Campus-Community Connections

From the Director's Desk

Dear WiCC Members,

We look forward to seeing many of you on April 18, 2016 in Milwaukee, WI where Todd Barr will be the keynote speaker about revenue generation for higher education civic engagement. We are also thrilled to welcome Waukesha County Executive Paul Farrow as our luncheon keynote speaker! The office has been buzzing with excitement as we prepare all the last-minute details. A special thank-you goes to Syed Ahmed, Sharon Neu-Young, and Micala Queary from the Medical College of Wisconsin for helping us take care of many logistics for the event!

WiCC is also pleased to announce that we have hired a new Associate Outreach Specialist: Donna Troestler. Donna joins us from UW-Madison's Biochemistry Department. She's a graduate of both UW-Oshkosh and Madison College. Donna is replacing Rachel Kruse. A special thank-you to Rachel Kruse for her years of service and dedication to WiCC. Rachel truly helped advance WiCC's mission, and I deeply appreciate her service to the organization. I'm optimistic that many of you will grow to have a good relationship with Donna as we move forward, beginning with when you meet her on April 18 in Milwaukee!

In March, I attended the national Campus Compact conference and came away inspired. I was joined by 17 other delegates from 8 WI institutions-great turn-out, WiCC! If you couldn't make it, here is a list of "Top 10 Take-Aways from the Campus Compact Conference."

(1) Educational Testing Service (ETS) is creating a standardized assessment of civic knowledge and skills. Learn about it here: Assessing Civic Competency and Engagement in Higher Education: Research Background, Frameworks, and Directions for Next-Generation Assessment

(2) Your campus can participate in the Tufts University's Tisch School for Citizenship and Public Service National Study of Learning, Voting, and Engagement for FREE! Nationally, they have found that blacks, females, and private institution students vote at the highest rates. E-mail for more information.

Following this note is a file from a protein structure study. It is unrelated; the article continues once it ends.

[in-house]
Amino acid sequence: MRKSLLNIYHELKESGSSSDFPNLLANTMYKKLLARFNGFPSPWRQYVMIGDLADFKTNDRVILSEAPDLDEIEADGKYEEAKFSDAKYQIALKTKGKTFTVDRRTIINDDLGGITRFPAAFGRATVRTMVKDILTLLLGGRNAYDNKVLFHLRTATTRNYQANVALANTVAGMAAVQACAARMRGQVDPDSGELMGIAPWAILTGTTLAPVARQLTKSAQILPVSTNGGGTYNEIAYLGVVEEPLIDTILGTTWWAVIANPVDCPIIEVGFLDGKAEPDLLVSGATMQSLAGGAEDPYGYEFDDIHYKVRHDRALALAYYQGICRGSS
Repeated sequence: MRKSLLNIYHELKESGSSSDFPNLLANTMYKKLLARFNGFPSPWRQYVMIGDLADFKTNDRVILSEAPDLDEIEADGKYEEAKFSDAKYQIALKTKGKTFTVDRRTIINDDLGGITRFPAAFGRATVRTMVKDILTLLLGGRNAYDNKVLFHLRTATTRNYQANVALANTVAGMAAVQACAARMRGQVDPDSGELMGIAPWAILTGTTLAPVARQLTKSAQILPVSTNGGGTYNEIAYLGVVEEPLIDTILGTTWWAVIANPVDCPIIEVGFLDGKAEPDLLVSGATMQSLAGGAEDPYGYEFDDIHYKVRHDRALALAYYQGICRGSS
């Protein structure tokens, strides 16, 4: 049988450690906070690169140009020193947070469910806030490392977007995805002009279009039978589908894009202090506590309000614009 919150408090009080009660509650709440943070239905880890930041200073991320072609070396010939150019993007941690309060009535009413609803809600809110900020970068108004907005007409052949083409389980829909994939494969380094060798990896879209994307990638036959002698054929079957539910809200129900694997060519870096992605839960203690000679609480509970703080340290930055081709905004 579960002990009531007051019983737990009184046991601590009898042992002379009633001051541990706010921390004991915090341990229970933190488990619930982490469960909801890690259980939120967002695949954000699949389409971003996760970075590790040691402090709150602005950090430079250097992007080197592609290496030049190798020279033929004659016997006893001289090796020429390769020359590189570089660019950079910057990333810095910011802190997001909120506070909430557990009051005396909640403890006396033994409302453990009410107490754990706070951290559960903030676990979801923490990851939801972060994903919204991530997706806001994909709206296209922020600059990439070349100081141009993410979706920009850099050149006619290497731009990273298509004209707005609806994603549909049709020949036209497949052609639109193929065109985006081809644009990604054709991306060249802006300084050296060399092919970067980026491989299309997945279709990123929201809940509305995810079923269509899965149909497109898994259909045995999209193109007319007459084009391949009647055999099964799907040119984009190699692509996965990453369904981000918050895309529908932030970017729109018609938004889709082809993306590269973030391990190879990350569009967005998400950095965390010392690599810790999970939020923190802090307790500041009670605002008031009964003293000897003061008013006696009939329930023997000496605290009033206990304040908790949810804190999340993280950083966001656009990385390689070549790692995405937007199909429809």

(3) A group of liberal arts colleges developed a scorecard for community-based learning courses that allow students, community members, and faculty members to assess the experience. E-mail for access to the documents. The effort was funded by the Teagle Foundation.  

(4) More disciplines are realizing how service-learning can help accomplish their learning goals. For example, the American Psychological Association's articulated learning outcomes specifically refer to service-learning and civic engagement as important for undergraduate psychology majors.

(5) AASCU's "The Democracy Commitment" has jump started discussions on campuses about Economic Inequality. This effort will develop curriculum and could be adapted to other campuses.

(6) Andy Furco's session on "The State of the Field" revealed that the biggest gap in the civic engagement literature is around "community impact." Can you help fill that gap? Do you know examples of scholarship that documents the impact of campus/community partnerships on the communities they attempt to serve? According to Dr. Robert Bringle, the "gold standard" research articles for the impacts service-learning has on students using quantitative methods have been published:
And, using qualitative methods:
(7) Initial results from a study by Tufts University suggests that, in order to promote life-long active citizenship, campuses should consider creating (a) strong social cohesion and networks, (b) pervasive political discussions-in and out of the classroom, (c) collaborative governance with students, (d) diversity and equality as a deliberate practice, and (e) active political engagement. Tufts will be releasing this study under the name "Politics 365." Stay tuned.

(8) New scholars come to higher education expecting to do "collaborative engagement" work, which sits at the intersection of deliberative dialogue, democratic education, and community engagement-according to a new edited volume by civic scholars.

(9) You can participate in the "Future Directions of Service Learning and Civic Engagement" project. Where do you think we need to go? Some leaders in the field want to know what you think!

(10) Curious how to make sure students more aware of their own predispositions related to public service? The Pathways to Public Service Project was designed with that in mind.


Gavin Luter